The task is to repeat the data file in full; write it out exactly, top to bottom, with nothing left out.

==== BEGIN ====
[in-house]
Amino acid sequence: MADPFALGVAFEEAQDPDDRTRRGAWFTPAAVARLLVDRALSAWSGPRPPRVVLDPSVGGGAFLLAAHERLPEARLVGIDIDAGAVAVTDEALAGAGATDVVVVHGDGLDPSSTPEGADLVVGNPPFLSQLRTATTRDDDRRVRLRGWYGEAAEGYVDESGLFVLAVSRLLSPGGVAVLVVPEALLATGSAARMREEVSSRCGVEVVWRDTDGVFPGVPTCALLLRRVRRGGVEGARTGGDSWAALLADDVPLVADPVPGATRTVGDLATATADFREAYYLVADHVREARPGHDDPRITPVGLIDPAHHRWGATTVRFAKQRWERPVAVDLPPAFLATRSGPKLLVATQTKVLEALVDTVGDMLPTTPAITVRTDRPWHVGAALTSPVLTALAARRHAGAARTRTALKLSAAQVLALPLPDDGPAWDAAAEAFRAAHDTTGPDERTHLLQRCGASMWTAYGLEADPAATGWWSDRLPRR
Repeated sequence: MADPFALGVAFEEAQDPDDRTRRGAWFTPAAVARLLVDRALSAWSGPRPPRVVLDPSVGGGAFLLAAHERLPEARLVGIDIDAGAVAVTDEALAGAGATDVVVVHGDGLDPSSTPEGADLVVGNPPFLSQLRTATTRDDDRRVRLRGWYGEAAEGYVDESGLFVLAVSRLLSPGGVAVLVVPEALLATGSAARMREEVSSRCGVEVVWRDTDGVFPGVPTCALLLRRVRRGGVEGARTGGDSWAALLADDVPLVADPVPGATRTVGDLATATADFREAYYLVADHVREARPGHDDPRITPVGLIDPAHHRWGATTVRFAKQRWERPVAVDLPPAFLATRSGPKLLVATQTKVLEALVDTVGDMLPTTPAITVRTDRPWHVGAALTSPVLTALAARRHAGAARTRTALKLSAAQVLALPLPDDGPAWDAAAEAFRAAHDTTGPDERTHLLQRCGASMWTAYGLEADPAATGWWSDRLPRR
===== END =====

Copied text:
[in-house]
Amino acid sequence: MADPFALGVAFEEAQDPDDRTRRGAWFTPAAVARLLVDRALSAWSGPRPPRVVLDPSVGGGAFLLAAHERLPEARLVGIDIDAGAVAVTDEALAGAGATDVVVVHGDGLDPSSTPEGADLVVGNPPFLSQLRTATTRDDDRRVRLRGWYGEAAEGYVDESGLFVLAVSRLLSPGGVAVLVVPEALLATGSAARMREEVSSRCGVEVVWRDTDGVFPGVPTCALLLRRVRRGGVEGARTGGDSWAALLADDVPLVADPVPGATRTVGDLATATADFREAYYLVADHVREARPGHDDPRITPVGLIDPAHHRWGATTVRFAKQRWERPVAVDLPPAFLATRSGPKLLVATQTKVLEALVDTVGDMLPTTPAITVRTDRPWHVGAALTSPVLTALAARRHAGAARTRTALKLSAAQVLALPLPDDGPAWDAAAEAFRAAHDTTGPDERTHLLQRCGASMWTAYGLEADPAATGWWSDRLPRR
Repeated sequence: MADPFALGVAFEEAQDPDDRTRRGAWFTPAAVARLLVDRALSAWSGPRPPRVVLDPSVGGGAFLLAAHERLPEARLVGIDIDAGAVAVTDEALAGAGATDVVVVHGDGLDPSSTPEGADLVVGNPPFLSQLRTATTRDDDRRVRLRGWYGEAAEGYVDESGLFVLAVSRLLSPGGVAVLVVPEALLATGSAARMREEVSSRCGVEVVWRDTDGVFPGVPTCALLLRRVRRGGVEGARTGGDSWAALLADDVPLVADPVPGATRTVGDLATATADFREAYYLVADHVREARPGHDDPRITPVGLIDPAHHRWGATTVRFAKQRWERPVAVDLPPAFLATRSGPKLLVATQTKVLEALVDTVGDMLPTTPAITVRTDRPWHVGAALTSPVLTALAARRHAGAARTRTALKLSAAQVLALPLPDDGPAWDAAAEAFRAAHDTTGPDERTHLLQRCGASMWTAYGLEADPAATGWWSDRLPRR